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Measuring Cholesterol Levels

Everyone age 20 and older should have his or her cholesterol measured at least once every five years. A blood test called a lipoprotein panel can help show whether you're at risk for coronary heart disease by looking at substances in your blood that carry cholesterol. This blood test is done after a 9-to-12-hour fast (no eating) and gives information about your:

·         Total cholesterol–a measure of the total amount of cholesterol in your blood, including low-density lipoprotein (LDL) cholesterol and high-density lipoprotein (HDL) cholesterol.

·         LDL (bad) cholesterol–the main source of cholesterol buildup and blockage in the arteries

·         HDL (good) cholesterol–HDL helps remove cholesterol from your arteries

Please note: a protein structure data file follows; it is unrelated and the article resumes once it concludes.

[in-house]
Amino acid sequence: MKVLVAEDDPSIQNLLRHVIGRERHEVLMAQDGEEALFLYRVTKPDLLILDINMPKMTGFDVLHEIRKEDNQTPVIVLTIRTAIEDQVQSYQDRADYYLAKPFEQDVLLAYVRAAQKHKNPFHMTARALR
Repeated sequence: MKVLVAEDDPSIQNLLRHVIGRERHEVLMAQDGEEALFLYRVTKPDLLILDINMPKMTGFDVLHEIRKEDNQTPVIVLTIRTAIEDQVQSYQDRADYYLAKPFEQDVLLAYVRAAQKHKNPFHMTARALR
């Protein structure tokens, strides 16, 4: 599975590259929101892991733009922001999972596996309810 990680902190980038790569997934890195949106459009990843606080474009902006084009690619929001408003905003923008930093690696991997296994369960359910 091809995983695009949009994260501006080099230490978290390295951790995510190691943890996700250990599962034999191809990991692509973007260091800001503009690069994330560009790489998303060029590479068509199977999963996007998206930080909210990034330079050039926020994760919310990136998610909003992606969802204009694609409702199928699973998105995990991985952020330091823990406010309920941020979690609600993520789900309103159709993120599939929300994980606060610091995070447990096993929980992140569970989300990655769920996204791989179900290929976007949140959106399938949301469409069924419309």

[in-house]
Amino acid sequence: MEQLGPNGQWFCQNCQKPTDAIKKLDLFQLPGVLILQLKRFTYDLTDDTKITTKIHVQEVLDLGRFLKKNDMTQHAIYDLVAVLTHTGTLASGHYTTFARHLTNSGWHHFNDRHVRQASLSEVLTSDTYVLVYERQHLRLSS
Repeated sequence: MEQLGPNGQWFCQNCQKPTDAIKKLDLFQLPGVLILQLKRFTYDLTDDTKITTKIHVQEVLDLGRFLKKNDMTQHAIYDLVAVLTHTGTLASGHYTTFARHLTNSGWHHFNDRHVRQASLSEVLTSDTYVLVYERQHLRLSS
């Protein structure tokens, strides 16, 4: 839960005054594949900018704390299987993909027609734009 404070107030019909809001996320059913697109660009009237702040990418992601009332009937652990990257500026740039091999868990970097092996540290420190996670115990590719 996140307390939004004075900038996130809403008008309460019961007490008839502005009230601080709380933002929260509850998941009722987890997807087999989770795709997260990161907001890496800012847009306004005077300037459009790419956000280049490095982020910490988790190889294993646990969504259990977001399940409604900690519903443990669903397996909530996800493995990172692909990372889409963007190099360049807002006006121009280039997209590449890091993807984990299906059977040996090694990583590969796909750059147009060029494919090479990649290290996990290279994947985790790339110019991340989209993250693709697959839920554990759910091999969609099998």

·         Triglycerides–another form of fat in your blood that can raise your risk for heart disease

Risk Factors

Major Risk Factors That Affect Your LDL Goal

·         Cigarette smoking

·         High blood pressure (140/90 mmHg or higher or on blood pressure medication)

·         Low HDL cholesterol (less than 40 mg/dL)

·         Family history of early heart disease (heart disease in father or brother before age 55; heart disease in mother or sister before age 65)

·         Age (men 45 years or older; women 55 years or older)